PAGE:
According to the Centers for Disease Control and Prevention, preventable chronic diseases are responsible for 75% of American healthcare spending. Those preventable illnesses like diabetes and heart disease drive up your insurance premiums, but the healthier you are, the less you’ll have to spend on treatment.
Staying healthy is easier than you might think.
In fact, you can make a few small changes today to get healthier, stay healthier, and reduce your risk of serious illnesses.
1: Eat More Leafy Greens
You already know that a healthy lifestyle involves healthy eating.
Eating well isn’t an all or nothing proposition, though. Adding more healthful foods to your diet and reducing your sugar consumption is a smart move, and you can do that without adhering to a miserably strict diet.
Start by eating more dark, leafy greens.
Leafy veggies reduce your risk of developing cancer, boost your metabolism, and keep your energy levels high throughout the day. They’re excellent for your digestive health, and they’re packed with important vitamins that support your vital functions.
Increasing your consumption of green, leafy veggies also slows the aging process, so reach for some spinach before you shell out the cash for anti-aging treatments.
2: Sit Less, Move More
Studies have shown that sitting for long periods of time drastically increases your risk of obesity and heart disease.
One study compared adults who spent less than 2 hours nightly sitting in front of a screen with adults who spent 4 or more hours sitting each night, and it was determined that the more sedentary adults were 50% more likely to die from any cause.
Even more concerning, the research indicates that a regular exercise routine doesn’t reduce the risks of sitting for too long.
The simple solution is to move around more throughout the day.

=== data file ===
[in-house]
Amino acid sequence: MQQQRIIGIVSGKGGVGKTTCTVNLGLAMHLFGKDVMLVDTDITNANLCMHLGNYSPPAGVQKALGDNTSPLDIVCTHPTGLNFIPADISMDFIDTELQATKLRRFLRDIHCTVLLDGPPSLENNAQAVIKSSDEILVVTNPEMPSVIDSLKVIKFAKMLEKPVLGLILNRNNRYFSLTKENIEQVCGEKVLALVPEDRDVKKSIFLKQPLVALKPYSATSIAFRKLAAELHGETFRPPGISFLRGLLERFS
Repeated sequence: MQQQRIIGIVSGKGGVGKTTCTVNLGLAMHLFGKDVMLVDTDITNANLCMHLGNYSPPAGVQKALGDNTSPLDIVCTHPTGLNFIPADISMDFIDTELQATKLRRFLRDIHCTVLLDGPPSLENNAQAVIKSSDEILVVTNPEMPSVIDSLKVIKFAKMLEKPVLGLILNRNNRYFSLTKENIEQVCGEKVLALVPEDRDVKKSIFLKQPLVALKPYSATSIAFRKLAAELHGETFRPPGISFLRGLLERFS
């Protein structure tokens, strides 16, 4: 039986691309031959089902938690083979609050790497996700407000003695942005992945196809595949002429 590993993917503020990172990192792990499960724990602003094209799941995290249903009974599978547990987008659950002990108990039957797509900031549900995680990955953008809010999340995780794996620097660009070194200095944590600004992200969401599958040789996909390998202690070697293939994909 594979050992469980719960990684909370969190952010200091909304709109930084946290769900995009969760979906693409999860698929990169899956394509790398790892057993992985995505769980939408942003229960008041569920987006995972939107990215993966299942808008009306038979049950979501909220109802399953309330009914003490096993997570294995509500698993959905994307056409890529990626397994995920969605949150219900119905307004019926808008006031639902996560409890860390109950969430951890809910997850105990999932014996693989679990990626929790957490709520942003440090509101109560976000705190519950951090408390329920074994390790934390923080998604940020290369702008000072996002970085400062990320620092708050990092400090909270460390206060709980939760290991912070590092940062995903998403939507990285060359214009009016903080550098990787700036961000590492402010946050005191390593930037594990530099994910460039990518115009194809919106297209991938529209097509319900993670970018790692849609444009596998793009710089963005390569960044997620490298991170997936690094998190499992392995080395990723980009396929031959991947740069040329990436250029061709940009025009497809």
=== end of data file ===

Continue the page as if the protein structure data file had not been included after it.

If you work at a desk, set reminders for each hour throughout the day to stand up and stretch, and when you’re at home, spend less time on the sofa and more on your feet.
Moving more keeps your blood circulating and your body functioning well, and it reduces your risks of serious illness a lot.
3: Schedule a Checkup
Major health problems are rarely sudden. In most cases, a severe illness could have been prevented if the signs were detected early enough.
Checkups don’t necessarily make you healthier, but they do give you the chance to catch any potential problems before they have a chance to greatly impact your health.
Making small changes to correct minor problems is far easier than trying to treat major illnesses.
For example, if your blood pressure is slightly elevated, your doctor might recommend adjusting your diet a little and perhaps taking up a physical hobby like tennis or jogging. If you didn’t know your blood pressure was a little high, though, that condition can develop to the point where you’d need medication and major intervention to recover from a heart attack or other complications.
It’s likely your health insurance plan already includes annual checkups. If you’re paying for them, you might as well go, right?
Staying well is the best insurance you can get. With just a few good habits, you can reduce illness, feel better, and do more.